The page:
Non Rejection Region
=40 oz
Critical Value
22.
Step 5 (Gather Data) and
Step 6 (Compute Test Statistic)
z
X
78695 74914 2.75
/ n 14530 / 112
24.
Step 8: Business Decision
Statistically, the researcher has enough evidence
to reject the figure of $74,914 as the true average
salary for CPAs. Based on the evidence gathered,
it suggests that the average has increased over
the 15-year period.
25.
Alternative Method: the p-value
• p-value – another way to reach statistical conclusion in
hypothesis testing
If the null hypothesis is true, the p value is the probability of
getting a sample mean as extreme or more extreme than
what you observed.
If the sample mean is in the rejection region, the p-value will
be small. These two methods are always consistent.
• p-value <
reject H0, p-value
do not reject H0
• For two tailed test, /2 is used in each region
The p value is then compared to α/2 instead of to determine
statistical significance.
Some statisticians (and packages) double the p-value for a two
sided test instead and compare to .
26.
p-value for CPA Example
Px
$78,695 |
$74,914
P
x
n
P( Z
2.75) 0.003
$78,695 $74,914
$14,530
112
27.
Review of 8 Steps
of Hypothesis Testing
1 – Establish the null and alternative hypotheses
2 – Determine the appropriate statistical test
3 – Set , the Type I error rate / significance level
4 – Establish the decision rule
5 – Gather sample data
6 – Analyze the data
7 – Reach a statistical conclusion
8 – Make a business decision
28.
The U.S. Farmers’ Production Company (USFPC) builds
large harvesters. For a harvester to be properly
balanced when operating, a 25-pound plate is
installed on its side. The machine that produces these
plates is set to yield plates that average 25 pounds.
The distribution of plates produced from the machine
is normal. However, the shop supervisor is worried
that the machine is out of adjustment and is
producing plates that do not average 25 pounds. To
test this, he randomly selects 20 of the plates from
the day before and weighs them.
29.
• Establish the null and alternative hypotheses
H0: =25 pounds (where
mean weight of all plates)
Ha: ≠25
• Determine the appropriate statistical test.
Recall from earlier session, the conditions for the tdistribution:
1. The sample was randomly selected from the population
2. The population standard deviation ( ) is unknown
3. One of these conditions are met:
The sample size (n) is at least 30 OR
the underlying distribution is normal
These conditions are met!
The degrees of freedom are n-1 = 20-1 = 19 in this example
30.
Recap: t Distribution
A family of distributions - a unique distribution for each
value of its parameter using degrees of freedom (d.f.),
every sample size having a different distribution
t
x
s
n
31.
t19
t
/2
t19
t0.025
t19
2.093
X
25.51 25 1.04
t
n 1 s / n 2.1933/ 20
32.
7 – Reach a statistical conclusion
Since |t| = 1.04 < tc = 2.093, do not reject H0
8 – Make a business decision
There is not enough evidence to show that the
plates are different from 25 pounds. (Note: Is this
because the true population mean is close to 25
pounds, or is there a large chance that we have
suffered from a Type II error? Good question –
more on calculating type II error rates later.)
33.
R: Lower Tail Test of Population Mean
when Population Variance is known.
Problem: Suppose a manufacturer claims that the mean
lifetime of a light bulb is more than 10,000 hours. In a sample
of 30 light bulbs, it was found that they only last 9,900 hours
on average. Assume the population standard deviation is 120
hours. At .05 significance level, can we reject the claim by the
manufacturer?
Go to
http://www.r-tutor.com/elementary-statistics/hypothesis-testing
34.
R: Upper Tail Test of Population Mean
when Population Variance is known.
Problem: Suppose the food label on a cookie bag states that
there is at most 2 grams of saturated fat in a single cookie. In a
sample of 35 cookies, it is found that the mean amount of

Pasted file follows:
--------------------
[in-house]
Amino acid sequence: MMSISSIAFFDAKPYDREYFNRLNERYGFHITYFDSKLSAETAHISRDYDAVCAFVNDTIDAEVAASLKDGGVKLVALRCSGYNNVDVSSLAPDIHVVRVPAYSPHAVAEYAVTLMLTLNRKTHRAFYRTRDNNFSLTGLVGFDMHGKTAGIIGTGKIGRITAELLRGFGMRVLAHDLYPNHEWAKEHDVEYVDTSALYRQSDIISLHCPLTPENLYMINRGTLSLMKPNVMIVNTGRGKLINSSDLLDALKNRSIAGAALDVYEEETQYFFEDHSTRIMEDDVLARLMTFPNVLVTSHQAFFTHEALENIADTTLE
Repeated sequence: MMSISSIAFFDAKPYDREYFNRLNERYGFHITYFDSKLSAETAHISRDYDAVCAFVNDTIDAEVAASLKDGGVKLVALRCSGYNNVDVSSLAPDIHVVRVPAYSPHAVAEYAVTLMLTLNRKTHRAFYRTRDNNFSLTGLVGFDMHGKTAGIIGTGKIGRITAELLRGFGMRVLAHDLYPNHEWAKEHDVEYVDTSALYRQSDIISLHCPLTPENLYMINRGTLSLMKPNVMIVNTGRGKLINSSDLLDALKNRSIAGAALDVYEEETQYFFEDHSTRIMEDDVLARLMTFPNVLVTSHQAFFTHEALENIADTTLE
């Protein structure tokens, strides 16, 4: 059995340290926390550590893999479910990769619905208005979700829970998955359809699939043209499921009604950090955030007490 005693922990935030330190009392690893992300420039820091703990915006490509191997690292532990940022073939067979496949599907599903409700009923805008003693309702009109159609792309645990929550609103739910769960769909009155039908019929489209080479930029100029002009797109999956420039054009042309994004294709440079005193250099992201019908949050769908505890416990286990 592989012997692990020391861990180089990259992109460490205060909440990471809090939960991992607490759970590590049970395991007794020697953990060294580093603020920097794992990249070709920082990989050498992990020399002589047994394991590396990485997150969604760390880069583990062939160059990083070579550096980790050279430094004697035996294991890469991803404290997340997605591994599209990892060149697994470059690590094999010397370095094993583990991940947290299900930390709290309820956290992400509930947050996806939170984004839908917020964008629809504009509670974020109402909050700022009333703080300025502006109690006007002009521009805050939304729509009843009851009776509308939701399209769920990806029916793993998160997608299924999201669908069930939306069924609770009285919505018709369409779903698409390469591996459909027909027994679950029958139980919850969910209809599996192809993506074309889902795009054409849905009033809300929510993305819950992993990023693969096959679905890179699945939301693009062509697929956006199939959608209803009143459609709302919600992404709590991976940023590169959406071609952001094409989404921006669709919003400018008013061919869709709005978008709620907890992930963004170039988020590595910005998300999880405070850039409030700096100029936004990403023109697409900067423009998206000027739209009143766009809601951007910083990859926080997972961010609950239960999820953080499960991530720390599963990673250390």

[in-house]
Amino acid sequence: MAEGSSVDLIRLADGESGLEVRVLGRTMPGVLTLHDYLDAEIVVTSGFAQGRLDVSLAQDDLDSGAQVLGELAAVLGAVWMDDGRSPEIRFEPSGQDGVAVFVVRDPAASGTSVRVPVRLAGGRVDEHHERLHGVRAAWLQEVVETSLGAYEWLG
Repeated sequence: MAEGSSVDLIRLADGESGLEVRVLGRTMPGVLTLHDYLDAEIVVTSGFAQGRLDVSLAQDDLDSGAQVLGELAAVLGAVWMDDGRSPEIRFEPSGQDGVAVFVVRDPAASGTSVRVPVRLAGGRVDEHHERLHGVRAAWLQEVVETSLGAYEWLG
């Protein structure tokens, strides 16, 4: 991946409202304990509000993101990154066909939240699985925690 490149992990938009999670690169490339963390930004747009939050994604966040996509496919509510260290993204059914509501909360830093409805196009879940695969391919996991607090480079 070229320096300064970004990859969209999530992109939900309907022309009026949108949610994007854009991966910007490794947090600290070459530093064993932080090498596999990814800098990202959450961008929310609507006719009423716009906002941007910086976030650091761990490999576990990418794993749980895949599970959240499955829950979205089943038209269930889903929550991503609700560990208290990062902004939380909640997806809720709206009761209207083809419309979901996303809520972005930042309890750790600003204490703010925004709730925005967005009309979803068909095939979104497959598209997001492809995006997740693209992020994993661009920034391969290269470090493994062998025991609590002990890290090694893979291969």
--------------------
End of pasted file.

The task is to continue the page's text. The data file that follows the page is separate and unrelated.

saturated fat per cookie is 2.1 grams. Assume that the
population standard deviation is 0.25 grams. At .05
significance level, can we reject the claim on food label?
Go to
http://www.r-tutor.com/elementary-statistics/hypothesis-testing
35.
R: Two-tailed Test of Population Mean
when Population Variance is known.
Problem: Suppose the mean weight of King Penguins found in
an Antarctic colony last year was 15.4 kg. In a sample of 35
penguins same time this year in the same colony, the mean
penguin weight is 14.6 kg. Assume the population standard
deviation is 2.5 kg. At .05 significance level, can we reject the
null hypothesis that the mean penguin weight does not differ
from last year?
Go to
http://www.r-tutor.com/elementary-statistics/hypothesis-testing
36.
R: Lower Tail Test of Population Mean
when Population Variance is unknown
Problem: Suppose the same manufacturer claims that the mean
lifetime of a light bulb is more than 10,000 hours. In a sample of
30 light bulbs, it was found that they only last 9,900 hours on
average. Assume the sample standard deviation is 125 hours.
At 0.05 significance level, can we reject the claim by the
manufacturer?
Go to
http://www.r-tutor.com/elementary-statistics/hypothesis-testing
37.
R: Upper Tail Test of Population Mean
when Population Variance is unknown
Problem: Suppose the same food label on a cookie bag states
that there is at most 2 grams of saturated fat in a single cookie.
In a sample of 35 cookies, it is found that the mean amount of
saturated fat per cookie is 2.1 grams. Assume that the sample
standard deviation is 0.3 gram. At 0.05 significance level, can
we reject the claim on food label?
Solution
Go to
http://www.r-tutor.com/elementary-statistics/hypothesis-testing
38.
R: Two Tail Test of Population Mean
when Population Variance is unknown
Problem: Suppose the mean weight of King Penguins found in
an Antarctic colony last year was 15.4 kg. In a sample of 35
penguins same time this year in the same colony, the mean
penguin weight is 14.6 kg. Assume the sample standard
deviation is 2.5 kg. At 0.05 significance level, can we reject the
null hypothesis that the mean penguin weight does not differ
from last year?
Go to
http://www.r-tutor.com/elementary-statistics/hypothesis-testing
39.
R: Two Tail Test of Population Mean
when Population Variance is unknown
Go to http://ww2.coastal.edu/kingw/statistics/Rtutorials/index.html
Enter Single Sample t test and practice the t.test() command
with the temperature data given
A particular slide catching your eye?
Clipping is a handy way to collect important slides you want to go back to later.
Be the first to comment